Econ 100A Ans to PS4

Econ 100A Ans to PS4 - Department of Economics University...

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Econ 100A-Spring 2008 Page 1 PS4 Answer Sheet Department of Economics Spring 2008 University of California Prof. Woroch Economics 100A PROBLEM SET 4 ANSWER SHEET I. TRUE or FALSE and EXPLAIN 1. Concerned about the recent upward trend in corn prices, the U.S. government evaluates trade policies that would keep the domestic price near $5 per bushel of corn. If it wants to minimize the reduction of social surplus that results, it should place a quota on the amount of corn imported, rather than placing a tariff on imports. False. For a tariff that would support a $5 domestic price (i.e., equal to the difference between $5 and the world price of corn), there is an import quota that will have the same effect. However, in the case of a tariff, the U.S. government would collect tariff revenues (equal to the tariff times the amount of corn imported) whereas under a quota, no revenues would accrue. In fact, foreign corn exporters who succeed in selling in the U.S. at domestic prices will earn this as an economic rent on that right. 2. A minimum wage always results in unemployment--in other words, there are more individuals willing to work at the minimum wage rate than there are jobs available. True and False. A minimum wage law places a floor on the equilibrium price in the labor market: no one may work for a wage that is below the statutory minimum. If that floor is “binding,” meaning that in its absence the wage would be less, then supply of labor exceeds its demand. In other words, “more individuals willing to work at the minimum wage rate than there are jobs available” at the minimum wage level. But it is possible that the minimum wage is not binding, in which case it would not result in unemployment defined in this way. Incidentally, empirical research has concluded that increases in the minimum wage are not necessarily associated with increases in unemployment. 3. Many journalists have described the Organization of Petroleum Exporting Countries (OPEC) as a “cartel.” This term is used incorrectly because, in practice, OPEC countries produce dramatically different levels of output from each other. False: Members of cartels collude in order to establish price and quantity. A profit-maximizing cartel should set production for member such that the marginal cost is equal to the marginal revenue. This marginal cost is equal for all producers. However, this rule leads directly to different levels of output when producers have different marginal costs for given quantities of output. Therefore, different levels of output are consistent with a cartel. Research has established that OPEC might not meet the criteria for a cartel for other reasons, for example, the prices and quantities established by OPEC members are not always the profit-maximizing. 4.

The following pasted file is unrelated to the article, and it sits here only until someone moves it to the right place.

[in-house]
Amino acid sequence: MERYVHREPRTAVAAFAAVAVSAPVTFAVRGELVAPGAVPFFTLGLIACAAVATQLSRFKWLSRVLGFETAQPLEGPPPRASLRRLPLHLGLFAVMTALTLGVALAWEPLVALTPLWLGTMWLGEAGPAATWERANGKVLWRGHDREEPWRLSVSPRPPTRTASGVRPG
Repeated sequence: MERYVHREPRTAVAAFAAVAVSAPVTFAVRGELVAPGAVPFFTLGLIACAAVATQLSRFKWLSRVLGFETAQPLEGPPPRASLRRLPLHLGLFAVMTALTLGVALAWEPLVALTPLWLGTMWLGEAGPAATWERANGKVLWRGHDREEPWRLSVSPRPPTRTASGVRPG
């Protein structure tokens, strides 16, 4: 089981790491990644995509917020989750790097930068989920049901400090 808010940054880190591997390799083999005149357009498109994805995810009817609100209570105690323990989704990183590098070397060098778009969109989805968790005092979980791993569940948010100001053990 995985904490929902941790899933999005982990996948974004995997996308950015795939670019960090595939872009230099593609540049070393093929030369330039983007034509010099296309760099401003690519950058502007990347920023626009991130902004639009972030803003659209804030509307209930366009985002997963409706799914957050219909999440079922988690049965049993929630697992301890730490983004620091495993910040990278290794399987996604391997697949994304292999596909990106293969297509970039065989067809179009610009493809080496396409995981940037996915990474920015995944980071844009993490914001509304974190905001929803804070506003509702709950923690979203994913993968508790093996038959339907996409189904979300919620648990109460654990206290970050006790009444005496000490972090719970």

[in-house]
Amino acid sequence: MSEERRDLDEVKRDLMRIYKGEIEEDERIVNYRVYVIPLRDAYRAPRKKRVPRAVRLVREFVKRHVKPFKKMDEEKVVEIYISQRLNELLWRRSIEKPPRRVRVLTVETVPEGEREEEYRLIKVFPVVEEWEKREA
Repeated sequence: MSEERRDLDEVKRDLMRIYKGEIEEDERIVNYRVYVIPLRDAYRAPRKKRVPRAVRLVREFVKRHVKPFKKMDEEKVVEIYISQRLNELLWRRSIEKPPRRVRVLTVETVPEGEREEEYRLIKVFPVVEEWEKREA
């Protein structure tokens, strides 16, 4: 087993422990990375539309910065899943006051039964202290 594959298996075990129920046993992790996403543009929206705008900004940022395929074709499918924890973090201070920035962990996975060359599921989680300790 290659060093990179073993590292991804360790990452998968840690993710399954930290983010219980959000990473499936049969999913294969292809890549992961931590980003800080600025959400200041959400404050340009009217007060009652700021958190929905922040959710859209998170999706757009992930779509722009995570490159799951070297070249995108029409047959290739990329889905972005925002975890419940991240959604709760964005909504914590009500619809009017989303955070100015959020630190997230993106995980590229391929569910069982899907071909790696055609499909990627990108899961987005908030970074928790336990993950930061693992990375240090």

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Econ 100A Ans to PS4 - Department of Economics University...

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